I wrote an article on Saturday that was my best attempt to capture the various storylines of this year’s AL MVP race. It wasn’t easy, mostly because there are a ton of legitimate candidates. I focused on who seem to me to be the top four: Aaron Judge, José Altuve, Mike Trout, and Chris Sale. But I got a good chunk of responses from folks who felt someone was conspicuously absent: Andrelton Simmons.
And it’s not a wild argument to make, since, as my colleague Ryan Schultz pointed out on Thursday, Simmons has turned in a legitimately great 2017. Much of Simmons’ value comes from his stellar defense — GRATUITOUS HIGHLIGHT BREAK —
and while the defensive metrics might not agree on precisely how outstanding he is, they all agree that he is, in fact, outstanding. For his career, UZR pegs him at 21 runs above an average shortstop per full season, FRAA puts him at 14, and DRS at a whopping 28. In other words, the estimates of Simmons’ defensive value range from elite to god-like, and the average comes out to something like slam-dunk Gold Glove winner.
It doesn’t take a lot of offensive prowess for a player with that kind of profile to add value — just ask Billy Hamilton, owner of a career wRC+ of 70 but averaging more than 3 WAR per full season — and that’s generally been Simmons’s approach. This year, however, as Ryan discussed, he’s added real offensive thump, with his increased power numbers and walk rate translating to a 122 wRC+, the best of his career by a huge margin.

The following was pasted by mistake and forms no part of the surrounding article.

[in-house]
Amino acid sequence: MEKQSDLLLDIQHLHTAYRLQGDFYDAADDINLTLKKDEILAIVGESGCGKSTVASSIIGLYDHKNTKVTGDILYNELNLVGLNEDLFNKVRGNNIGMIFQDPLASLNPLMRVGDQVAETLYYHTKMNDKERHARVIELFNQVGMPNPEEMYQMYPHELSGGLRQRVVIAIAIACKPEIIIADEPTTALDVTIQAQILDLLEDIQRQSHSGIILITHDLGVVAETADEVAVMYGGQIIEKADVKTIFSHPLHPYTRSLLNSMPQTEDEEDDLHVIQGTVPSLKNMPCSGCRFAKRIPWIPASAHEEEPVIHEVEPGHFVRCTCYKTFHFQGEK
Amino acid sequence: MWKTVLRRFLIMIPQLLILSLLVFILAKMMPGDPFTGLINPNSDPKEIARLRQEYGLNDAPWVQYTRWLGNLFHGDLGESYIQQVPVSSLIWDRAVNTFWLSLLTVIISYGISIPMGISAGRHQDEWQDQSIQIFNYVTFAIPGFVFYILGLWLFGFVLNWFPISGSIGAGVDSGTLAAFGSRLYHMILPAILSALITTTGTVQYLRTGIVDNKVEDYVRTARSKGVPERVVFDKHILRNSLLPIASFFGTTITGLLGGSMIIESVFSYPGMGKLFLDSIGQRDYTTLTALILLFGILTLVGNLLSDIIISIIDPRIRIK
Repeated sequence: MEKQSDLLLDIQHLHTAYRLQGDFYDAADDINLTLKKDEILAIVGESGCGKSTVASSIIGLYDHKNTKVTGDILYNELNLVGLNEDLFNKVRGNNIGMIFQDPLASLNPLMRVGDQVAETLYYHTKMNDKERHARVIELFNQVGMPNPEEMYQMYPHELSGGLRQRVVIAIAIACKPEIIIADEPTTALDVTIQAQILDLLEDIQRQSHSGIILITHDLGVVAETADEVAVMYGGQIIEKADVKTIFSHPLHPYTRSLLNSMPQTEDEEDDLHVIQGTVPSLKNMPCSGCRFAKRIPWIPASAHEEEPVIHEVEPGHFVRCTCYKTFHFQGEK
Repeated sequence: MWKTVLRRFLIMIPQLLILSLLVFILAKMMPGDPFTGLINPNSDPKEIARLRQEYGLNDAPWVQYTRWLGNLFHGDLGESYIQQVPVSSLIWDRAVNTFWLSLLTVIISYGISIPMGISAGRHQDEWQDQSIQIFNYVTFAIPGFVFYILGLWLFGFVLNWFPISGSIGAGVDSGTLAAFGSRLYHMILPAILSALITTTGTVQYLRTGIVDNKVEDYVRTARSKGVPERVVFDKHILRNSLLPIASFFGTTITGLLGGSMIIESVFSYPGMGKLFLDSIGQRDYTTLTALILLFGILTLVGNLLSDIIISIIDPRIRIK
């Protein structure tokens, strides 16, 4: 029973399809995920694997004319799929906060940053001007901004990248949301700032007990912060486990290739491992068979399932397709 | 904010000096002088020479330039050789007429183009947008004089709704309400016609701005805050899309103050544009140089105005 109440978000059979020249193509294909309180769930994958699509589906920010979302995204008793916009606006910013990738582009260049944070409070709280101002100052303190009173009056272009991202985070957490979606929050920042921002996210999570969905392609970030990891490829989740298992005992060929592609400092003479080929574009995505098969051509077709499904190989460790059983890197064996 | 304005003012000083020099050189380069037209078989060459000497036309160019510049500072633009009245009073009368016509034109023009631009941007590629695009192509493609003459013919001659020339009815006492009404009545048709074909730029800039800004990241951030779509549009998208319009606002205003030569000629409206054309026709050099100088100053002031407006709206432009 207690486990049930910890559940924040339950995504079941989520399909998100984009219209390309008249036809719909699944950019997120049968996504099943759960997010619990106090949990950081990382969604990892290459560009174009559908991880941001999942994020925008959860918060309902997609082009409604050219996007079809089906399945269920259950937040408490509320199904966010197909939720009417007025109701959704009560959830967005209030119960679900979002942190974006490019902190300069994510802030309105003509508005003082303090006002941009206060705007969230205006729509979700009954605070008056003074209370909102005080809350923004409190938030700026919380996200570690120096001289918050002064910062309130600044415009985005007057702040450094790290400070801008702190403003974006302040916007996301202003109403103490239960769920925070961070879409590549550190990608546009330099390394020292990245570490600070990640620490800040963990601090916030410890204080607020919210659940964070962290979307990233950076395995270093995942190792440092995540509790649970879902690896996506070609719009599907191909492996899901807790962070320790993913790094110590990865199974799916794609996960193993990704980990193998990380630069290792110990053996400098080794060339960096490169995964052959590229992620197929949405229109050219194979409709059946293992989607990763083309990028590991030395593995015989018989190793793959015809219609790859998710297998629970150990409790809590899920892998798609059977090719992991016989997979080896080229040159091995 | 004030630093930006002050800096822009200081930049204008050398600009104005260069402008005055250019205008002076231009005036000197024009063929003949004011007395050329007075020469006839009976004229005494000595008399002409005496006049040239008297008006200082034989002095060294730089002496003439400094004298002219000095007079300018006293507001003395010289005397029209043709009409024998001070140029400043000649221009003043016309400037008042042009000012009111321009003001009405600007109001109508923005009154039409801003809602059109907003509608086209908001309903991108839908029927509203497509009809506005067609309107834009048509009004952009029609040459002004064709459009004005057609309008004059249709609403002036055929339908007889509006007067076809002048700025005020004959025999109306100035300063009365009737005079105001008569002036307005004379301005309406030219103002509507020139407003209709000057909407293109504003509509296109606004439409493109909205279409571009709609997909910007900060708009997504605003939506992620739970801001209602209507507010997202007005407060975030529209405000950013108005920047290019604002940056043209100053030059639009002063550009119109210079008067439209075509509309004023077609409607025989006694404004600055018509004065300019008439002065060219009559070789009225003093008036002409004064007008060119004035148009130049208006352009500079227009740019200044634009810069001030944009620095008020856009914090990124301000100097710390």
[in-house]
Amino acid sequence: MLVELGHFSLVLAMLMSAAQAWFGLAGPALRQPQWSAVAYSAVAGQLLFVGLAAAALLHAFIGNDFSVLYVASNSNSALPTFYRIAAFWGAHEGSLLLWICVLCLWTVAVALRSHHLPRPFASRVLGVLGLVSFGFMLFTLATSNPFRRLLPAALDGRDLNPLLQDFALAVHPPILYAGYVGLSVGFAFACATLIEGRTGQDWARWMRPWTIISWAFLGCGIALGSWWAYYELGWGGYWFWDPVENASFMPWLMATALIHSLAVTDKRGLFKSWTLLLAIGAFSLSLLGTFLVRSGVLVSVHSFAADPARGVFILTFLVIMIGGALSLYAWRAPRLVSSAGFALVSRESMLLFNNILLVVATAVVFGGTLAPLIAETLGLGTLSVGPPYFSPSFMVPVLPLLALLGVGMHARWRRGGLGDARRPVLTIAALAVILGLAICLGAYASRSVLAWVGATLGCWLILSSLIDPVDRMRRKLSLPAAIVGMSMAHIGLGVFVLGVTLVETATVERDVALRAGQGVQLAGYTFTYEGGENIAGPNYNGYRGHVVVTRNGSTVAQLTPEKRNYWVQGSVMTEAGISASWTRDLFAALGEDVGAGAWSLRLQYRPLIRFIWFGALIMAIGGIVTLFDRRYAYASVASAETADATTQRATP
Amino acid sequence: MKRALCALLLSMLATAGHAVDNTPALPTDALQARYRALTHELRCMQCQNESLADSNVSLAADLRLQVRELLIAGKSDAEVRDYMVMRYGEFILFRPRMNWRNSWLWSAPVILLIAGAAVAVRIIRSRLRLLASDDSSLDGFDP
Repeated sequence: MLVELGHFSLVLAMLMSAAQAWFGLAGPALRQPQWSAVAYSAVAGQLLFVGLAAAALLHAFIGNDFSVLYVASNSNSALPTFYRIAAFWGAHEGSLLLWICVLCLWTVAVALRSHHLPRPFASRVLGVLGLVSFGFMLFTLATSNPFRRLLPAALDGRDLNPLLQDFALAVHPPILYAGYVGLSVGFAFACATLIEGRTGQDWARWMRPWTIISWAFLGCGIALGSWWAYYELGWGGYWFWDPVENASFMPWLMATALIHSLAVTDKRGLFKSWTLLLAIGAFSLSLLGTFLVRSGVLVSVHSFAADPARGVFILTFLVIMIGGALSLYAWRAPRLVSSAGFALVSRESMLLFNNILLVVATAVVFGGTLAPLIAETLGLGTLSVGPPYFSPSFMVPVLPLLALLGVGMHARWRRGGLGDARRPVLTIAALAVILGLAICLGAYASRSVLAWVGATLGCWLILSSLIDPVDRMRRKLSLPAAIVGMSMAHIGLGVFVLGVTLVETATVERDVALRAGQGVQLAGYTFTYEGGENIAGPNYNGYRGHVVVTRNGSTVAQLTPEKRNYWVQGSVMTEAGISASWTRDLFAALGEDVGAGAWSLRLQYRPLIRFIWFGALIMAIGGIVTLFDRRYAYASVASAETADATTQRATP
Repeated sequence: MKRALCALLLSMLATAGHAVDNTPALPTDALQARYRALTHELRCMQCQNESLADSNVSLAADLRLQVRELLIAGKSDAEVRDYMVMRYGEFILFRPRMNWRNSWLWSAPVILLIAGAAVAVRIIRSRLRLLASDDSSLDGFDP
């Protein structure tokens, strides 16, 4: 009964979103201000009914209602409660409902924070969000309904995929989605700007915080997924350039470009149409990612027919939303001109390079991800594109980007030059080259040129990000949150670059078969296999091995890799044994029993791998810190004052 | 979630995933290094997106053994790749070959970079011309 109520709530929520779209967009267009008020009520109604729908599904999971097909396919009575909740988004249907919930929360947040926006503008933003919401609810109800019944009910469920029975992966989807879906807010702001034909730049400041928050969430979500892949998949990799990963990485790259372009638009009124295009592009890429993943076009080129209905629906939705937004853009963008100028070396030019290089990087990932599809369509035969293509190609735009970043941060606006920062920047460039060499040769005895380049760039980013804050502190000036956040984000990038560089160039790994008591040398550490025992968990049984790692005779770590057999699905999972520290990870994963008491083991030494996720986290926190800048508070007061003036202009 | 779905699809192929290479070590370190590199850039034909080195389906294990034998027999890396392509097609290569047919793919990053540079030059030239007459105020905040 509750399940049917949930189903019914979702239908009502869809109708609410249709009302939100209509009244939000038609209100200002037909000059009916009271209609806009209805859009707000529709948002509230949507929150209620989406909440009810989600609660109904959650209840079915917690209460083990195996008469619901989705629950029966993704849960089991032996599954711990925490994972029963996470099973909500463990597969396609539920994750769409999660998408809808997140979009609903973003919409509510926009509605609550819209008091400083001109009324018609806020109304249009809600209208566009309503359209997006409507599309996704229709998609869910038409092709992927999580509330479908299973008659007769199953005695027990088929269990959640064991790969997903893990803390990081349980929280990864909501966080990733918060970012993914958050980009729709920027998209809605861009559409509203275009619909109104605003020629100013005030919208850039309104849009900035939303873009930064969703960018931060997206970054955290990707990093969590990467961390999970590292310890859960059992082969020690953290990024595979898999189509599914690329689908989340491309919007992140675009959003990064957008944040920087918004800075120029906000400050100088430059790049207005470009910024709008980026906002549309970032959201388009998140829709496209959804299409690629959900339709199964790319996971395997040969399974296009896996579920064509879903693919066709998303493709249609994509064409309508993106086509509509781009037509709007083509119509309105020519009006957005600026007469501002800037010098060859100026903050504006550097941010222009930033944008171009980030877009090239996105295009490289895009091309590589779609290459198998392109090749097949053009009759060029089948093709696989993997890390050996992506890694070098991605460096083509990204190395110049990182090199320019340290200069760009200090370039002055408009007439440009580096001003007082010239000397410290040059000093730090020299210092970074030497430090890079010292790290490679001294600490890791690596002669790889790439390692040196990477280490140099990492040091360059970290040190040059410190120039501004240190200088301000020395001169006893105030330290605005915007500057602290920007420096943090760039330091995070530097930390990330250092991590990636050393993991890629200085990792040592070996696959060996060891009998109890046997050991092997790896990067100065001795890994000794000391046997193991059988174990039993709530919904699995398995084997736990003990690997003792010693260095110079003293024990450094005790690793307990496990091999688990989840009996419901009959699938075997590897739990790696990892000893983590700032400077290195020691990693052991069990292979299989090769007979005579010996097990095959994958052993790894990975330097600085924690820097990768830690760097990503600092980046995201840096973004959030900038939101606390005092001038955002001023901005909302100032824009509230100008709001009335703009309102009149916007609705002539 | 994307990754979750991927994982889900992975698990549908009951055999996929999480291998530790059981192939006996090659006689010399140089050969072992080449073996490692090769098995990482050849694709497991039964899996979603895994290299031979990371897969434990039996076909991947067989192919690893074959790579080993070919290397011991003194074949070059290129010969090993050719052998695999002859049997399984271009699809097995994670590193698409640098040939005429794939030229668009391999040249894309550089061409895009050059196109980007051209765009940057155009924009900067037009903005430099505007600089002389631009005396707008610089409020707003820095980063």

Those defensive metrics differ on Simmons’s value in the field this season, too, ranging from 10 runs by UZR to an insane 23 runs by DRS. Based on which one you use, his WAR also fluctuates, from 4.6 to 6.1, the WAR totals of a downballot MVP candidate and of a slam-dunk MVP candidate.
But Simmons is still the second-best player on the Angels, thanks to one Mike Trout. After spending about a month and a half on the DL, which would knock any mortal player out of the MVP race, he’s back in the thick of it, thanks to a torrid August and really a torrid rest of the season too. As I write this, he has a 200 wRC+, indicating offensive value worth literally double that of a league-average hitter. Trout hasn’t qualified for the batting title, thanks to that DL stint, but if you drop the PA minimum to 300, that wRC+ leads the league by more than 30 points over second place. As with Simmons, the various WAR metrics disagree somewhat on his precise value, but the spread is much narrower, ranging from 5.1 WAR on the low end to 5.3 WAR on the high end.
The result is a team with two legitimate MVP candidates, players who are likely to finish the season with at least six or seven wins, and yet is still barely clinging to a playoff spot. Right now, the Angels are 62–59, barely above .500, and just a half-game ahead of the Royals for the second Wild Card slot (with a whole mess of other teams just behind KC). By the time this publishes, they could be tied, and in just days, they could be on the outside looking in. FanGraphs gives them just a 31.0 percent shot at winning the Wild Card; Baseball Prospectus, 22.8 percent. By either measure, it’s more likely than not that the Angels will not even make the single-game playoff that awaits the Wild Card recipients.